Why I wish that Mr. Levenstein, Jim’s Dad from ‘American Pie’, was my Dad

Was Jim's Dad the sex-positive icon the noughties needed? I truly think he was

There’s an exquisite moment in American Pie: Reunion where Jim’s Dad, played by Eugene Levy and his eyebrows, probes his grown-up son on the specifics of his bedroom woes: “Is it an erectile problem? Because sometimes you can buy a little time with a well-placed thumb. I’m just saying… That’s something to keep in your back pocket.” Oh, man. It’s bravura performance, beautifully underplayed, a ballet of embarrassment that Levy has perfected over the course of eight American Pie movies since 1999. I just fucking the love the guy, you know? He’s every embarrassing Dad, like,  ever.

Well, obviously the American Pie films haven’t aged particularly well. The movie where a guy fucks a pie isn’t woke, I’m sorry to say. Back when I was a grubby teenager, it seemed funny that, in the original, released a harrowing 20 years ago this week, Jim and his naughty friends (Chris Klein and Eddie Kaye Thomas) watch secretly via webcam as an oblivious Nadia (Shannon Elizabeth) gets undressed in Jim’s bedroom. I’m now a relatively enlightened man and can’t watch it without squirming. American Pie probably has a lot to answer for, but some scenes remain enjoyable in the year of our Lord 2019. There are, I think, bits I can admit to laughing at without being added to the sex offenders’ register.

The first film introduced Jim (Jason Biggs), Oz (Klein), Kevin (Thomas Ian Nicholas) and Paul Finch (Thomas), losers hell-bent on losing their virginity before they left high school. In this task, they enlisted the dubious assistance of pumped-up frat boy Stiffler (Sean William Scott). It now all seems like real time capsule stuff – the pop punk, the baggy jeans, the near-mystical references to pre-Broadband internet – and certainly we could leave behind the movie’s attitude to sex, and by extension women, as a token to be collected.

There was, though, a grain of truth to American Pie that made it so fucking funny then, and which incites a (shameful) rush of nostalgia even now. Adolescent sexual embarrassment is such fertile ground for comedy because, to varying degrees, we’ve all been there. It’s why the 2012 sequel American Pie: Reunion wasn’t that funny: there wasn’t the same appalling sense of recognition of grotty adolescent bedrooms and burning dread on the walk to school. Yet one element remained strong throughout the franchise: Eugene Levey, his beloved bushy browed character Noah forever known as ‘Jim’s Dad’.

He was there in 1999, offering Jim unwanted sexual advice, and he was still there doing exactly the same in 2012. You have to admire the consistency. And who could possibly forget him, upon coming home from work to find Jim humping an apple pie in the kitchen, calmly reasoning, “We’ll just have to tell your mother that we… ate it all? Along the way, he defended a red-faced Jim, who had glued his hand to his penis (2001’s American Pie) and downplayed Jim and Stiffler being caught in a compromising position with a dog (2003’s American Wedding). Levy even appeared in the spin-off movies, dubbed American Pie Presents…, which in terms of gross-out managed to set the bar even lower than the main series (don’t watch American Pie Presents… Band Camp if you’re in any way squeamish).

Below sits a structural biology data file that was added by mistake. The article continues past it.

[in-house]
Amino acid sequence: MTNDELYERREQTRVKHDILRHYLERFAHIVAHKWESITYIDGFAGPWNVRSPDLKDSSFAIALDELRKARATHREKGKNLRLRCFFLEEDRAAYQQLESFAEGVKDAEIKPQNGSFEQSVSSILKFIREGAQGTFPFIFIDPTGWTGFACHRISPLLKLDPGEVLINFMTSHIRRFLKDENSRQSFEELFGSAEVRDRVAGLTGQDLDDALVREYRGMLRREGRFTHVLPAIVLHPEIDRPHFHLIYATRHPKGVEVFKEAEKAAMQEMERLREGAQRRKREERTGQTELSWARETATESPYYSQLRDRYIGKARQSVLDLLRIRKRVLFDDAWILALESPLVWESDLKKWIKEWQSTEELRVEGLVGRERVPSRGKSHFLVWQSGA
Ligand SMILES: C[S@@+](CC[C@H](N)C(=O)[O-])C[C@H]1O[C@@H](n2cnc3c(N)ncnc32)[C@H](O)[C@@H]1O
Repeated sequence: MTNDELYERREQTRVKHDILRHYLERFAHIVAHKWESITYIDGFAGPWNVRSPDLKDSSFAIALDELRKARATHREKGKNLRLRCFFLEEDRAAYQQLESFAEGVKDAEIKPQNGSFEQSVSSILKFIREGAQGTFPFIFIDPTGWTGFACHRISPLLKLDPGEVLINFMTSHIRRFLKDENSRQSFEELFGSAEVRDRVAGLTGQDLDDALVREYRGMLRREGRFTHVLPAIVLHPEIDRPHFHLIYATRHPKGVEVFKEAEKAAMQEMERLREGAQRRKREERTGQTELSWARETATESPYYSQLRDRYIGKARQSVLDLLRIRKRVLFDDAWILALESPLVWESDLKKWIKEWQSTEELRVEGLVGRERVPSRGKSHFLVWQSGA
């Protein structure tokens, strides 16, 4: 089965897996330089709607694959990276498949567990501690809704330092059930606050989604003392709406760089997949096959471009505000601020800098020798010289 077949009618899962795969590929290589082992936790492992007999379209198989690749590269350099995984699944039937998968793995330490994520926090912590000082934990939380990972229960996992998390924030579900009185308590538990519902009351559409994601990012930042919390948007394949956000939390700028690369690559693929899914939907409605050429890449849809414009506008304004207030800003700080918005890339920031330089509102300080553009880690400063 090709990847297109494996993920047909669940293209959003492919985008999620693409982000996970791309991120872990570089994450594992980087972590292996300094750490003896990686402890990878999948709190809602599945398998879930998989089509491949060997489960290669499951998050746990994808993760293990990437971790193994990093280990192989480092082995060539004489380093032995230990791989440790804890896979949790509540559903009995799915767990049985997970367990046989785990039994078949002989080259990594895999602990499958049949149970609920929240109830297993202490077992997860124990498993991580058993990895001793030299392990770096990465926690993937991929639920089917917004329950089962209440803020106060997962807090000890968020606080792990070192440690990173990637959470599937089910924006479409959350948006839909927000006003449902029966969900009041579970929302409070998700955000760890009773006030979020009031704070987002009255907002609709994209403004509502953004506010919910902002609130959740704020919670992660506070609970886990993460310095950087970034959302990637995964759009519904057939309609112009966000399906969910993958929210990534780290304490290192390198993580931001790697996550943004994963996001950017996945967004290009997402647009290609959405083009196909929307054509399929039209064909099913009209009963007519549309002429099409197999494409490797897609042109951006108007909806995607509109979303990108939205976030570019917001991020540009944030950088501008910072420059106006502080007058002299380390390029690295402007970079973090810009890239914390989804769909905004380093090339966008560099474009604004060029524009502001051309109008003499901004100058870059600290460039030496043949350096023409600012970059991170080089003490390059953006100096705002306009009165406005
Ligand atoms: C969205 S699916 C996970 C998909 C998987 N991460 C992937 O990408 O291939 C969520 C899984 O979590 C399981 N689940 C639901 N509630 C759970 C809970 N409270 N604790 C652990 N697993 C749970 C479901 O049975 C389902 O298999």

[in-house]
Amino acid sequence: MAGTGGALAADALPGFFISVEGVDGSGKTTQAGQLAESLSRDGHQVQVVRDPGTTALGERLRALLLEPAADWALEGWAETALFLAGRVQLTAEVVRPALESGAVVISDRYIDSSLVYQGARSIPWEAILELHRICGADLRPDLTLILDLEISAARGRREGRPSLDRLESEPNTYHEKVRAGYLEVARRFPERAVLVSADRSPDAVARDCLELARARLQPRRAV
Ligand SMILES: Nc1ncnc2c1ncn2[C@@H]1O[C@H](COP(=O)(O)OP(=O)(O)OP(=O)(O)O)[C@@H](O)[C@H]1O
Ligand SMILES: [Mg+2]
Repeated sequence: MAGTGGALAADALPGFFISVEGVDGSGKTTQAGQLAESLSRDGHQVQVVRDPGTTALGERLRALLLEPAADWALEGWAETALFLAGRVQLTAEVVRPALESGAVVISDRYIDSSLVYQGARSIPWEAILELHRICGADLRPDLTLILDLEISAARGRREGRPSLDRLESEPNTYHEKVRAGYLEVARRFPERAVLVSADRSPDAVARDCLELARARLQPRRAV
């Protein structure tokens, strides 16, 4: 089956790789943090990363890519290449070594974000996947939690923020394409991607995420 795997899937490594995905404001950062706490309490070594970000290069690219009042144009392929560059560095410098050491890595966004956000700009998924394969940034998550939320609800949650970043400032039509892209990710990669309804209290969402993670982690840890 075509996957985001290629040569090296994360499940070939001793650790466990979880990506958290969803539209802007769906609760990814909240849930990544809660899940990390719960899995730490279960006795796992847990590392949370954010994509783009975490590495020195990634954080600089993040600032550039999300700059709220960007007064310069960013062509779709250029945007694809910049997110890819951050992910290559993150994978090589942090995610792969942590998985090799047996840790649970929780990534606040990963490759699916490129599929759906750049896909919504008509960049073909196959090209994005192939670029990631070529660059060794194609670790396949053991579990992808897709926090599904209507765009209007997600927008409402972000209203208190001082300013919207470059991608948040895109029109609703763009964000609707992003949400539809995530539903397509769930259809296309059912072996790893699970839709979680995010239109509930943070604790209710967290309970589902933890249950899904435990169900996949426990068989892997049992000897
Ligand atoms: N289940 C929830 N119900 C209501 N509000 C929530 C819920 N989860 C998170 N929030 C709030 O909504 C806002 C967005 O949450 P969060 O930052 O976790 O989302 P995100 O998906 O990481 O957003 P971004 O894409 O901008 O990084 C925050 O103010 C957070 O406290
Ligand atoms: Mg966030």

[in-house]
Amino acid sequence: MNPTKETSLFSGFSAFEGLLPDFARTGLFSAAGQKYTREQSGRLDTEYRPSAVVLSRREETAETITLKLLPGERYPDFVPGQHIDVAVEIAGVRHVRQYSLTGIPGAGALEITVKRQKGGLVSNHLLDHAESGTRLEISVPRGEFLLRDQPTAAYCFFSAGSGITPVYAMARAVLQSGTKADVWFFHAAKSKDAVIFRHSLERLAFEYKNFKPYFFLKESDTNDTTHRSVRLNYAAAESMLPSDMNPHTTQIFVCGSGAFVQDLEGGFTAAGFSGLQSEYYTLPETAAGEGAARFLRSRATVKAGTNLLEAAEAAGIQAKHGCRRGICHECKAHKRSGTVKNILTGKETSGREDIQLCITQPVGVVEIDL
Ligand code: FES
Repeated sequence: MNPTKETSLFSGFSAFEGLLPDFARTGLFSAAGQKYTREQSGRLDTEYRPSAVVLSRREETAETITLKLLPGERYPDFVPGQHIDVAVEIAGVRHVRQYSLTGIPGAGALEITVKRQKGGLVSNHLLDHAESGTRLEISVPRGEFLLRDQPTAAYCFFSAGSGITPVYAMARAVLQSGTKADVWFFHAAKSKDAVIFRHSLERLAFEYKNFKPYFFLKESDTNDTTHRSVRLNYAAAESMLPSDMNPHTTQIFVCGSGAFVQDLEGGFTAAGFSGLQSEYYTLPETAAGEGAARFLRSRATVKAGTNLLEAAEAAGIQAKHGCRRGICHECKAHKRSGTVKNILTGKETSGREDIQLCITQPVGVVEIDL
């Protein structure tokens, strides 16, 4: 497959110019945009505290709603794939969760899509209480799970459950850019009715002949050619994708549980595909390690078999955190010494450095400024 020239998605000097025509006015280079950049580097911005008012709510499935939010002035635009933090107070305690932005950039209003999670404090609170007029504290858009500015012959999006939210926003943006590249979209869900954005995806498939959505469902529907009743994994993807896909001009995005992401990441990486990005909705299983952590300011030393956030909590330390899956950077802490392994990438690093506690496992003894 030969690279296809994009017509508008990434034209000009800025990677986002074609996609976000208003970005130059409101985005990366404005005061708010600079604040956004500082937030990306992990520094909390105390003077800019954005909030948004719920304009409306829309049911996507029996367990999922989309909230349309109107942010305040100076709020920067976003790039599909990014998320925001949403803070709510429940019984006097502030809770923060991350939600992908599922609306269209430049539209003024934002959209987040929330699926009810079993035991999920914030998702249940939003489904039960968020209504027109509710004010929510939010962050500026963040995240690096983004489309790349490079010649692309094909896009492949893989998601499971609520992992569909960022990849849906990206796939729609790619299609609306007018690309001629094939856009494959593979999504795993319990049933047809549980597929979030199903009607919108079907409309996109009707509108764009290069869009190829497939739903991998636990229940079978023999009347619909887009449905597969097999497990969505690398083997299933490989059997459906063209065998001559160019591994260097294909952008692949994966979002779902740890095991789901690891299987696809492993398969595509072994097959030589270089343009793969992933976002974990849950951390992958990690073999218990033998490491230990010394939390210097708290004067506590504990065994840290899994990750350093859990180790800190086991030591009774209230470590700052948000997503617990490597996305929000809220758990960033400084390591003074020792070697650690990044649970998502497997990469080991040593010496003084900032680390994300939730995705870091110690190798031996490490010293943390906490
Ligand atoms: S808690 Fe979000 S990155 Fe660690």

Noah was the Dad we all needed, a genuinely thoughtful and caring figure who time and again attempted to give Jim some much-needed advice about the bewildering world of sex and its humiliations. Yes, he did give his teen son a bunch of porn magazines in the first movie, which was well-meant if misguided. But he also tried to impress upon Jim that sex is natural, sex is good, not everybody does it – but everybody should. Jim’s Dad’s was the noughties sex-positive icon that millions of teenage boys needed.

Committed an embarrassing faux pas that involved shaving off your pubes? Well, okay, not strictly necessary, but hey, knock yourself out – and don’t worry too much about it. Caught getting a blowjob from your fiancé-to-be in the middle of a crowded restaurant? Okay, not ideal, but somehow Noah, overwhelmed at Jim’s subsequent proposal, somehow turns it into a schmaltzy moment. This is all daft, over-the-top gross comedy, but the running thread is that Jim’s Dad shrugs it all off and encourages his son to do the same.

Am I saying I think there’s a moralistic, sex-positive message in the increasingly ropey American Pie movies, which were iffy – at the very best – to begin with? I am, a bit. For this we have Eugene Levy to thank. According to a 2016 interview with Time, Noah was originally a slightly grubbier character. “’I don’t want the guy to be a nudge-nudge, wink-wink friend with his son’,” Levy told the directors. “I want him to be a square dad, the kind your kids don’t want to be around because they’re too boring.” So they improvised his scenes and the funniest character in the movie – one of film’s funniest Dad’s was created.

I honestly think if more parents took Noah’s open approach to sex, Britain would be a less weird, repressed place. That’s why I found it strangely moving when, in American Pie: Reunion, a widowed Noah, at Jim’s behest, joins a dating site. Jim was repaying the kindness his Dad had always shown him (the key Noah scene: when he implores Jim’s mate’s to “Keep it real, homies!” in American Pie 2). In a small way, I do feel like Jim’s Dad helped to guide me through the embarrassments and small miseries of adolescence. Keep it real, homie.